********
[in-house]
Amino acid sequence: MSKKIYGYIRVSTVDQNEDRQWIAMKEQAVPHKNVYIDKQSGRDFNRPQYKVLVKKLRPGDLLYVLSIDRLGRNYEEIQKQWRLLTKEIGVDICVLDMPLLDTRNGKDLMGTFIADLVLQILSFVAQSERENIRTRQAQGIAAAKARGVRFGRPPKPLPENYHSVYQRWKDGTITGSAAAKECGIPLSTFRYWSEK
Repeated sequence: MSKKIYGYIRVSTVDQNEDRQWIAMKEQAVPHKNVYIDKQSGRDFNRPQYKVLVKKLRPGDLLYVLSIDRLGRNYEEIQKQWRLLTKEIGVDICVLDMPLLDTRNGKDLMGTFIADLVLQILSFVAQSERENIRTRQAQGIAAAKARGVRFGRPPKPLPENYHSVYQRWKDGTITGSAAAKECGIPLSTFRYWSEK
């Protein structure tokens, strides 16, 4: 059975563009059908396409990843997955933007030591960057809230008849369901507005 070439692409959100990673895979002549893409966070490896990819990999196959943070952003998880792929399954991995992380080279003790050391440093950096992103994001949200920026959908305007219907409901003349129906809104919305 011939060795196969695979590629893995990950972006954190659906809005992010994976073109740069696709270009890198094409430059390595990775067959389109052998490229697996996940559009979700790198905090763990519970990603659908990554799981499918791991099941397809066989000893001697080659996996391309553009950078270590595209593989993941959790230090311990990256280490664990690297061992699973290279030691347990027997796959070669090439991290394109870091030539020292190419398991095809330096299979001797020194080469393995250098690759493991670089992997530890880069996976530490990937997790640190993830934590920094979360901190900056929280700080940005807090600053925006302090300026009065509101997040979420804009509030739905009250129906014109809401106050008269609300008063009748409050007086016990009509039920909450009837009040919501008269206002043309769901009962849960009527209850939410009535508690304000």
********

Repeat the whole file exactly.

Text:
[in-house]
Amino acid sequence: MSKKIYGYIRVSTVDQNEDRQWIAMKEQAVPHKNVYIDKQSGRDFNRPQYKVLVKKLRPGDLLYVLSIDRLGRNYEEIQKQWRLLTKEIGVDICVLDMPLLDTRNGKDLMGTFIADLVLQILSFVAQSERENIRTRQAQGIAAAKARGVRFGRPPKPLPENYHSVYQRWKDGTITGSAAAKECGIPLSTFRYWSEK
Repeated sequence: MSKKIYGYIRVSTVDQNEDRQWIAMKEQAVPHKNVYIDKQSGRDFNRPQYKVLVKKLRPGDLLYVLSIDRLGRNYEEIQKQWRLLTKEIGVDICVLDMPLLDTRNGKDLMGTFIADLVLQILSFVAQSERENIRTRQAQGIAAAKARGVRFGRPPKPLPENYHSVYQRWKDGTITGSAAAKECGIPLSTFRYWSEK
């Protein structure tokens, strides 16, 4: 059975563009059908396409990843997955933007030591960057809230008849369901507005 070439692409959100990673895979002549893409966070490896990819990999196959943070952003998880792929399954991995992380080279003790050391440093950096992103994001949200920026959908305007219907409901003349129906809104919305 011939060795196969695979590629893995990950972006954190659906809005992010994976073109740069696709270009890198094409430059390595990775067959389109052998490229697996996940559009979700790198905090763990519970990603659908990554799981499918791991099941397809066989000893001697080659996996391309553009950078270590595209593989993941959790230090311990990256280490664990690297061992699973290279030691347990027997796959070669090439991290394109870091030539020292190419398991095809330096299979001797020194080469393995250098690759493991670089992997530890880069996976530490990937997790640190993830934590920094979360901190900056929280700080940005807090600053925006302090300026009065509101997040979420804009509030739905009250129906014109809401106050008269609300008063009748409050007086016990009509039920909450009837009040919501008269206002043309769901009962849960009527209850939410009535508690304000």